North East housing provider Thirteen has become the first to test an eco-friendly, carbon negative insulation in one of its homes.

The ground-breaking solution developed by Yorkshire based Corksol Ltd in partnership with Teesside University aims to create an affordable solution to help reduce energy wastage and fuel poverty.

The thermally enhanced cork-based coating is being funded through Innovate UK’s Sustainable Innovation Fund, whose aim is to help rebuild all sectors of the UK economy and create new opportunities following the pandemic.

The final product was obtained after multiple designs and trials in the laboratory at Teesside University, led by Dr Yongxin Pan. The application and thermal properties of the product are part of a live demonstration, supervised by Dr Sergio Rodriguez.

With millions of hard-to-treat homes across the UK, this innovative coating made from natural cork, has been tested over the last nine months in a laboratory by the team who are working to improve its thermal performance and now, it is being put to the test in the first home in the UK, in Stockton on Tees.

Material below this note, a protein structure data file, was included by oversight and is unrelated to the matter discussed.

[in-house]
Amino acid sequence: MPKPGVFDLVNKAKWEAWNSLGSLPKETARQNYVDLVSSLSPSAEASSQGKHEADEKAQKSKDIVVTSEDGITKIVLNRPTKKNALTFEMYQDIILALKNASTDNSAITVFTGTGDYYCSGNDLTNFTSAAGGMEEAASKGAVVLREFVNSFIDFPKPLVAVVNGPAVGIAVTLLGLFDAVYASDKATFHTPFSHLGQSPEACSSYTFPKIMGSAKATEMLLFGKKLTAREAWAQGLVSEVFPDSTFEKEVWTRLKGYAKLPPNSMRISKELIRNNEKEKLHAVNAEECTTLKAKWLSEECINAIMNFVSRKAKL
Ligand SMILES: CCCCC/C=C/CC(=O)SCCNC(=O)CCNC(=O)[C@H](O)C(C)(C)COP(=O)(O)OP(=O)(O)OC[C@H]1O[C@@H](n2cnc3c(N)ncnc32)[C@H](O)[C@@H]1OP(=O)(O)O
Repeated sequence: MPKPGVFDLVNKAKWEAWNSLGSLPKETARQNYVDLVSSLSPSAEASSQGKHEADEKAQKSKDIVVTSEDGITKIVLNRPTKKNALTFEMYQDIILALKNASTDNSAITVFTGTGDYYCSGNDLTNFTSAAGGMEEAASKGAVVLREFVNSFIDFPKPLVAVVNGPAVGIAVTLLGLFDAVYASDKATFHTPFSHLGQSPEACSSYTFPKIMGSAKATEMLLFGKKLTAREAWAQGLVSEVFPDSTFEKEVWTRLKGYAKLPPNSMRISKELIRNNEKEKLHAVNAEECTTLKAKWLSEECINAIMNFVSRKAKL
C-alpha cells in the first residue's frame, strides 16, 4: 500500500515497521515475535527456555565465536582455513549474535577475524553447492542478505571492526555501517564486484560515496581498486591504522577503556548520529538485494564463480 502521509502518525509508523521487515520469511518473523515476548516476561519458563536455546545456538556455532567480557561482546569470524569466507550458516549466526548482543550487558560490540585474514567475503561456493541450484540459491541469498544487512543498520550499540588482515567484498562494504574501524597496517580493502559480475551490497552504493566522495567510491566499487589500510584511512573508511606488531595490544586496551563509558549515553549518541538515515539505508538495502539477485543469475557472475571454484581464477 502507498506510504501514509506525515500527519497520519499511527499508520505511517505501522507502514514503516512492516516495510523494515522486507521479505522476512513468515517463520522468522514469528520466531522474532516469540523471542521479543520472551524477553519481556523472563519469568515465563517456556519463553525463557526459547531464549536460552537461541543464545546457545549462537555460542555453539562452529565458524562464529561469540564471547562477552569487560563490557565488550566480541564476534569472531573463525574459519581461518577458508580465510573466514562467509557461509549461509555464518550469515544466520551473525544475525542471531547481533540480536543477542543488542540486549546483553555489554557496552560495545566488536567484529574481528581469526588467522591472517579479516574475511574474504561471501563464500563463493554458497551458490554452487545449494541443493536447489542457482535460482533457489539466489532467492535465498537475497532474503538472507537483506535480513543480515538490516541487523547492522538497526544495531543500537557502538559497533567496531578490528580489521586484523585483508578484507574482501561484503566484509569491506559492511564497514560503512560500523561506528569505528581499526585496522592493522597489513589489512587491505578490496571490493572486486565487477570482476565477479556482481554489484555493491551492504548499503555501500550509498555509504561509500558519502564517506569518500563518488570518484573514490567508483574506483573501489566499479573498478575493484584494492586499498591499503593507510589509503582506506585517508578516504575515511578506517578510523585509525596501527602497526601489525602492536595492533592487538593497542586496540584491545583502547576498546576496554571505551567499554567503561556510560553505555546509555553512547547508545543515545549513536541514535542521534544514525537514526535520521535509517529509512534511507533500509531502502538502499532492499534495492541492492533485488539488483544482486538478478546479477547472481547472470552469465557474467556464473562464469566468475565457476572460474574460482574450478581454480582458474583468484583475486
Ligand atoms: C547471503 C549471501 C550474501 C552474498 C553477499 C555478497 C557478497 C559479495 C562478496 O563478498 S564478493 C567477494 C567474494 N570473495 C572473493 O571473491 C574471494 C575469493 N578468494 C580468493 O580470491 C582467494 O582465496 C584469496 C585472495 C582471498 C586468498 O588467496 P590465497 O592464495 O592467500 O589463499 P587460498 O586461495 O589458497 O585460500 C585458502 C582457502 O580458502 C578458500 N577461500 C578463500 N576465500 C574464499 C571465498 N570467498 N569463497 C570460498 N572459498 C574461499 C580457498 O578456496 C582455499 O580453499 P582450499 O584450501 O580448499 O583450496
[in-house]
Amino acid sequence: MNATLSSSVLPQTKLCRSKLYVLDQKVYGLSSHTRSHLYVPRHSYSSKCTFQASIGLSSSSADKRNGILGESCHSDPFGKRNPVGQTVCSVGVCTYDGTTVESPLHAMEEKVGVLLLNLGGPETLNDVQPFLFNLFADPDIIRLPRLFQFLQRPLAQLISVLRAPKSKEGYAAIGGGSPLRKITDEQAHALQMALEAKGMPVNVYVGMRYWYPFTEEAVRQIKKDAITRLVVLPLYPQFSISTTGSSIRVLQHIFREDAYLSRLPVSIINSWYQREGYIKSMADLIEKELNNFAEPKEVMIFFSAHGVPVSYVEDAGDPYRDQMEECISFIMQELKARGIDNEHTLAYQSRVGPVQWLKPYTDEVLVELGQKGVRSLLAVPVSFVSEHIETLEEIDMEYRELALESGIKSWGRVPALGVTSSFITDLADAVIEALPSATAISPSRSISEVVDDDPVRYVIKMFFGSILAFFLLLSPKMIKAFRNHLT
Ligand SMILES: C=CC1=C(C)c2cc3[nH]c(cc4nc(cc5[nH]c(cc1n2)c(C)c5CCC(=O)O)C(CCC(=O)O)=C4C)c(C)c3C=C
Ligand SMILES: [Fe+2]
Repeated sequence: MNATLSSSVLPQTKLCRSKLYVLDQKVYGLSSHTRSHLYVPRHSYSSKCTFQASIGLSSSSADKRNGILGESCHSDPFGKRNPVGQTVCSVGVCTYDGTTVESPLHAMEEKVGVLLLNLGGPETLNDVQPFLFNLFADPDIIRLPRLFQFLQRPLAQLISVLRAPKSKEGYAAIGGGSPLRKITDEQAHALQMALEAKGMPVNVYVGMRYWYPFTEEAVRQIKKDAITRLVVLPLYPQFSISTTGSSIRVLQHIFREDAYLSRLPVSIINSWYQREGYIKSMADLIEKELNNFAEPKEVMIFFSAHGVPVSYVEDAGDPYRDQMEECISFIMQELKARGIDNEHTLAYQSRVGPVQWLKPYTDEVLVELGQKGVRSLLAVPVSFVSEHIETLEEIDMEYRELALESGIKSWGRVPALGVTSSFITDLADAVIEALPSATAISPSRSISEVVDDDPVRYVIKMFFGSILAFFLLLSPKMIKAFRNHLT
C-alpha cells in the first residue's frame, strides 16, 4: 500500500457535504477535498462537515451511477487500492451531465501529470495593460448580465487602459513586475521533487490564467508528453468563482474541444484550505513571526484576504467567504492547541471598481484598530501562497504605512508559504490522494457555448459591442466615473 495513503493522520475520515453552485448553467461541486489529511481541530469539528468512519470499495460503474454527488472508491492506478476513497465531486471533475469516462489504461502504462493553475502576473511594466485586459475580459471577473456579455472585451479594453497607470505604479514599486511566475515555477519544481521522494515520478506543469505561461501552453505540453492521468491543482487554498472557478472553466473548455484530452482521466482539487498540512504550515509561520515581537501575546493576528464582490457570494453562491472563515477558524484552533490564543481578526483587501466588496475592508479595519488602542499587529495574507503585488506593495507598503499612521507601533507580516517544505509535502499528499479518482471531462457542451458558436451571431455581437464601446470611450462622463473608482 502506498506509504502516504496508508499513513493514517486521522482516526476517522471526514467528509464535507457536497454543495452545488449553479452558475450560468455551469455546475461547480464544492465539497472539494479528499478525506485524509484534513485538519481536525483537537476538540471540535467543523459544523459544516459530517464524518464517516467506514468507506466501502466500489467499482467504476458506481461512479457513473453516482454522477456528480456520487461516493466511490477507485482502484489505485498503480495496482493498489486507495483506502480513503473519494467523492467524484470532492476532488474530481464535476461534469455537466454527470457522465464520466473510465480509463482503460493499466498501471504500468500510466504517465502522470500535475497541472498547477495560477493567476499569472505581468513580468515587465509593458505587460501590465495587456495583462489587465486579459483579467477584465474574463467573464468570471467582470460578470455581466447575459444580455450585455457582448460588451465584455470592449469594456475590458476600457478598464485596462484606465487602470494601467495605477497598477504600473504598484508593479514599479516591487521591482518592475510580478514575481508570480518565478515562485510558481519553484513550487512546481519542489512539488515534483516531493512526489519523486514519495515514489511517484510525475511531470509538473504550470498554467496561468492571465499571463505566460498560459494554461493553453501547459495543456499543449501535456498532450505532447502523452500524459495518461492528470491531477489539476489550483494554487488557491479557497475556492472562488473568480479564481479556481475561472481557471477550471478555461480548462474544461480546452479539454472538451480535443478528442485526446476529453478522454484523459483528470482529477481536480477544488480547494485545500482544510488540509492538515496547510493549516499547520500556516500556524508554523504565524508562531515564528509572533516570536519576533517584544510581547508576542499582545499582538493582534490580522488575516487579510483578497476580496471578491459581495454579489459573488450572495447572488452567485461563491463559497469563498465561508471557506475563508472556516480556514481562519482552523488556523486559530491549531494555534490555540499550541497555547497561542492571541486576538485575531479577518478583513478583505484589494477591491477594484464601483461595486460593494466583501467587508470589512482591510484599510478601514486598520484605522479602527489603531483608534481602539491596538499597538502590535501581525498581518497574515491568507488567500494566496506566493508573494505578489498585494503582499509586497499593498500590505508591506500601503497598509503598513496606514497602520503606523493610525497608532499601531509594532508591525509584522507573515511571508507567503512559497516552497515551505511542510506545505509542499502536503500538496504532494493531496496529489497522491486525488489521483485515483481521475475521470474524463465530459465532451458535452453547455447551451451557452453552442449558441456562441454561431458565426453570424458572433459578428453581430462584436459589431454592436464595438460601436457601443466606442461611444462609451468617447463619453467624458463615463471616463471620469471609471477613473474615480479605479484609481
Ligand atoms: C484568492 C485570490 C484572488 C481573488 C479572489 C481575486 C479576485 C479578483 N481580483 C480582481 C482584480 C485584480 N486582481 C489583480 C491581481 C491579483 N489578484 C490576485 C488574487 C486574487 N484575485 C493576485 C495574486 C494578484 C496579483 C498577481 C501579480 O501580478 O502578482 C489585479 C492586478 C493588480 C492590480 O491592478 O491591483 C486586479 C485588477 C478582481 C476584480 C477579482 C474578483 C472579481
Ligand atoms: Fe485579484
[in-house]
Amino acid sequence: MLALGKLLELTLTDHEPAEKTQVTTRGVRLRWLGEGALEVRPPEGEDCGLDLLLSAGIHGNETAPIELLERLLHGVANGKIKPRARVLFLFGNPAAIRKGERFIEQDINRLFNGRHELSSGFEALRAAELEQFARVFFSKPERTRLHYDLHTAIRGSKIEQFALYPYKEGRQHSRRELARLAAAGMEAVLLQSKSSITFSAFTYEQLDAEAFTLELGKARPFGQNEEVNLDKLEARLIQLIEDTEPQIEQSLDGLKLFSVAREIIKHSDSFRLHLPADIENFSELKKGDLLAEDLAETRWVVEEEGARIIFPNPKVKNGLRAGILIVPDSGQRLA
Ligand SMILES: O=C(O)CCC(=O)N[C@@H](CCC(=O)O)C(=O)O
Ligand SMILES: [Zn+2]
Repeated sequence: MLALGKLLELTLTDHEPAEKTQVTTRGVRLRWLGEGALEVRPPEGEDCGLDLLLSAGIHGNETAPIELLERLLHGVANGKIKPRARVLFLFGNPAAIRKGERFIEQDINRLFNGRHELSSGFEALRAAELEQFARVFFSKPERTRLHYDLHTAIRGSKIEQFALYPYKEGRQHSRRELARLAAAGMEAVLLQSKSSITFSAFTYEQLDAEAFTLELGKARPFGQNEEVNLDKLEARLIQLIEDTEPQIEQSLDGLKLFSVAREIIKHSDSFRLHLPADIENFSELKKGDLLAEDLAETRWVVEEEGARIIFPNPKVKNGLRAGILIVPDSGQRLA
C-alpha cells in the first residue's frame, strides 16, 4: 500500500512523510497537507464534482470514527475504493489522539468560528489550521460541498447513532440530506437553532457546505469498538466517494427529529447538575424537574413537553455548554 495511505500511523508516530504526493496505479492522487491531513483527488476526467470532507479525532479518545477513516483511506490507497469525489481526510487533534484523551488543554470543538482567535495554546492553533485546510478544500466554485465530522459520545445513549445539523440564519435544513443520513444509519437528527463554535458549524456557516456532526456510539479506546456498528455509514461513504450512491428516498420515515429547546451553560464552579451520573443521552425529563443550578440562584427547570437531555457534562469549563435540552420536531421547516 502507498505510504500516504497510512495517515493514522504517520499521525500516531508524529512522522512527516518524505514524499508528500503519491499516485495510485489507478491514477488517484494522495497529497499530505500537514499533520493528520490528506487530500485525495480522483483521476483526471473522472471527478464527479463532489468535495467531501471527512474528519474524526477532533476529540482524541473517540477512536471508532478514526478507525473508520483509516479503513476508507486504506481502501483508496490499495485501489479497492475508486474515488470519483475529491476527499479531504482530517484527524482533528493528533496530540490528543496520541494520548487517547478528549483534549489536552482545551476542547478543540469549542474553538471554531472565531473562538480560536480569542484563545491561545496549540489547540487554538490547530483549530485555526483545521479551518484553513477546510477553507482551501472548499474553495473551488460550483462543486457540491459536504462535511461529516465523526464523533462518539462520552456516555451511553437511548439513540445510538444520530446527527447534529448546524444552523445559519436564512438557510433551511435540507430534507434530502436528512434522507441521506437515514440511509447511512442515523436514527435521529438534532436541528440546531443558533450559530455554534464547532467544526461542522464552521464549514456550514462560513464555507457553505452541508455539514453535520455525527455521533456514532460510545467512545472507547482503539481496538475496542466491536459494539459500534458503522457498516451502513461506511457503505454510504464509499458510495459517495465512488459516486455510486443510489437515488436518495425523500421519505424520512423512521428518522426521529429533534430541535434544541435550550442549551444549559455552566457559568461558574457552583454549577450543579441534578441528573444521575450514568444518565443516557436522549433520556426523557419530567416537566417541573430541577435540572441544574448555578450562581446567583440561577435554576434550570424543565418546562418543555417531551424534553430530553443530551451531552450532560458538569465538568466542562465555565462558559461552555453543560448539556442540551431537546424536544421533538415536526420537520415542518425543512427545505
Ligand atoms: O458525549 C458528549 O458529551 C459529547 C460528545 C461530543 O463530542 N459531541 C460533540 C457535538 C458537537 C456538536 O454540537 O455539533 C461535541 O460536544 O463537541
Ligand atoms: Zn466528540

The 8mm cork coating is applied by a spray method in just a couple of days and is expected to deliver the same level of insulation as that of mineral wool, without losing interior space.

Joff Ward, managing director for Corksol says, “This is a completely natural and sustainable product. This innovative solution could be the answer to insulating millions of homes to reducing energy bills and fuel poverty, increasing comfort and improving wellbeing in the future.

“There is a massive need for thin internal wall insulation. By redeveloping our existing cork product, we’ve been able to enhance its thermal performance, to protect homes from heat loss and damp. 

“Corksol’s unique cork render can be applied in two thin coats, with a 2mm over skim of plaster, allowing for architectural features to remain in place.”

Helen Ivison, asset infrastructure manager for Thirteen says, “We’re delighted to be working with Corksol and Teesside University, to test this innovative product on one of our homes.

“We needed to find two properties which were like-for-like, with no previous wall insulation, so that the cork product could be applied to just one of the homes, allowing for monitoring to take place over a twelve-month period.

“Smart meters have been installed in both homes, to read the energy usage, which is monitored remotely through sensors in the homes.

“Projects like this will give us essential insight into how we ensure Thirteen’s properties move towards our goal of being carbon neutral in the future.”

Main pic: Joff Ward, managing director for Corksol, Helen Ivison, asset infrastructure manager for Thirteen and Dr Sergio Rodriguez, Teesside University.